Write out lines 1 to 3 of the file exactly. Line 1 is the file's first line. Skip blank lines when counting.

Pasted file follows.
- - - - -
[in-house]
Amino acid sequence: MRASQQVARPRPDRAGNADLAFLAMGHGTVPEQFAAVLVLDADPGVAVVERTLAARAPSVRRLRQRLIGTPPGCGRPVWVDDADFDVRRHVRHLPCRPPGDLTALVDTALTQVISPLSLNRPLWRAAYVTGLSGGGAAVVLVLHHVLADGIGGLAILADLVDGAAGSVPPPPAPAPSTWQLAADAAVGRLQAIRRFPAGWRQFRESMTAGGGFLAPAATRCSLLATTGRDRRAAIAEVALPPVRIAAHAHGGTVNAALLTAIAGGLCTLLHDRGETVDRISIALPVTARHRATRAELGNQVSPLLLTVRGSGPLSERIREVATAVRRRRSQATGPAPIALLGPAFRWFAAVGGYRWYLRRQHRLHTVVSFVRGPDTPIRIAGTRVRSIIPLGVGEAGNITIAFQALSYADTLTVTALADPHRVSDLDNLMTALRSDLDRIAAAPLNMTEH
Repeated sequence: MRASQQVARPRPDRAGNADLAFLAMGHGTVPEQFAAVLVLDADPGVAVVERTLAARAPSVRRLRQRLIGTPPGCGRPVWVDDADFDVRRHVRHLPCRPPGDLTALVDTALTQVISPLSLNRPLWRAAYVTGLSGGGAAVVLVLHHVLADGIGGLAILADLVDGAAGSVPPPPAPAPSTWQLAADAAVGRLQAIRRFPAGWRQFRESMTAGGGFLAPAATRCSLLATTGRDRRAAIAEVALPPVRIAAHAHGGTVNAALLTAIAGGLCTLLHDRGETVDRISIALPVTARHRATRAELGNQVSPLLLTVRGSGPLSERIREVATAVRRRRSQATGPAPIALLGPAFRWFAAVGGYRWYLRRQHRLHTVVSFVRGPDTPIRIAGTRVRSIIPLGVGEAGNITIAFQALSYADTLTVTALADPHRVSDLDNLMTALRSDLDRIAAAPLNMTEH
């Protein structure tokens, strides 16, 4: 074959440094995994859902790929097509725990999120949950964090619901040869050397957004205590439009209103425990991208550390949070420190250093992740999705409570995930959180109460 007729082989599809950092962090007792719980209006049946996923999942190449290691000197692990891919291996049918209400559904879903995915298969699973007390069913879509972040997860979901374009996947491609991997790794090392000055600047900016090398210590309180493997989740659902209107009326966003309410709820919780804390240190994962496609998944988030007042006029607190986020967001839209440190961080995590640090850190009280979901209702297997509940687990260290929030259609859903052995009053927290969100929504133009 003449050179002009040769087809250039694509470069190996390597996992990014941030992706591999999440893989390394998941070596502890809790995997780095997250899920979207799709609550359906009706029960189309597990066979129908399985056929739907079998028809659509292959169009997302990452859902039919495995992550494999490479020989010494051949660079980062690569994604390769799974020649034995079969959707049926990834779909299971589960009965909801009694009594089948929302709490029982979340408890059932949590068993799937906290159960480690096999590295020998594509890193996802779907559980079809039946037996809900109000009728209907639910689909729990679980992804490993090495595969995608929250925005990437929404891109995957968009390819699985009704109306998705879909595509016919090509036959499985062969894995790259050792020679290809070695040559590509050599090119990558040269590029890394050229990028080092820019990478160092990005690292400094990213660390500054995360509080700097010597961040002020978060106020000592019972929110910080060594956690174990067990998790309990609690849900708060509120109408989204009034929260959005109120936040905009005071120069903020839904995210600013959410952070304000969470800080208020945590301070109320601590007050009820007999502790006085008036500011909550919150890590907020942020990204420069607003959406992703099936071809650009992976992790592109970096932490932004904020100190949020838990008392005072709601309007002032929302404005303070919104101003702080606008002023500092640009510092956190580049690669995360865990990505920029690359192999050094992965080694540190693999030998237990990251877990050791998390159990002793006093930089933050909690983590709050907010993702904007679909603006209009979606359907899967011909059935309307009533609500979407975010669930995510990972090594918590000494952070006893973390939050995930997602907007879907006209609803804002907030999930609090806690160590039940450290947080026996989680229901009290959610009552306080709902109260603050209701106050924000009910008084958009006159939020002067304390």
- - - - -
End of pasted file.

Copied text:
[in-house]
Amino acid sequence: MRASQQVARPRPDRAGNADLAFLAMGHGTVPEQFAAVLVLDADPGVAVVERTLAARAPSVRRLRQRLIGTPPGCGRPVWVDDADFDVRRHVRHLPCRPPGDLTALVDTALTQVISPLSLNRPLWRAAYVTGLSGGGAAVVLVLHHVLADGIGGLAILADLVDGAAGSVPPPPAPAPSTWQLAADAAVGRLQAIRRFPAGWRQFRESMTAGGGFLAPAATRCSLLATTGRDRRAAIAEVALPPVRIAAHAHGGTVNAALLTAIAGGLCTLLHDRGETVDRISIALPVTARHRATRAELGNQVSPLLLTVRGSGPLSERIREVATAVRRRRSQATGPAPIALLGPAFRWFAAVGGYRWYLRRQHRLHTVVSFVRGPDTPIRIAGTRVRSIIPLGVGEAGNITIAFQALSYADTLTVTALADPHRVSDLDNLMTALRSDLDRIAAAPLNMTEH
Repeated sequence: MRASQQVARPRPDRAGNADLAFLAMGHGTVPEQFAAVLVLDADPGVAVVERTLAARAPSVRRLRQRLIGTPPGCGRPVWVDDADFDVRRHVRHLPCRPPGDLTALVDTALTQVISPLSLNRPLWRAAYVTGLSGGGAAVVLVLHHVLADGIGGLAILADLVDGAAGSVPPPPAPAPSTWQLAADAAVGRLQAIRRFPAGWRQFRESMTAGGGFLAPAATRCSLLATTGRDRRAAIAEVALPPVRIAAHAHGGTVNAALLTAIAGGLCTLLHDRGETVDRISIALPVTARHRATRAELGNQVSPLLLTVRGSGPLSERIREVATAVRRRRSQATGPAPIALLGPAFRWFAAVGGYRWYLRRQHRLHTVVSFVRGPDTPIRIAGTRVRSIIPLGVGEAGNITIAFQALSYADTLTVTALADPHRVSDLDNLMTALRSDLDRIAAAPLNMTEH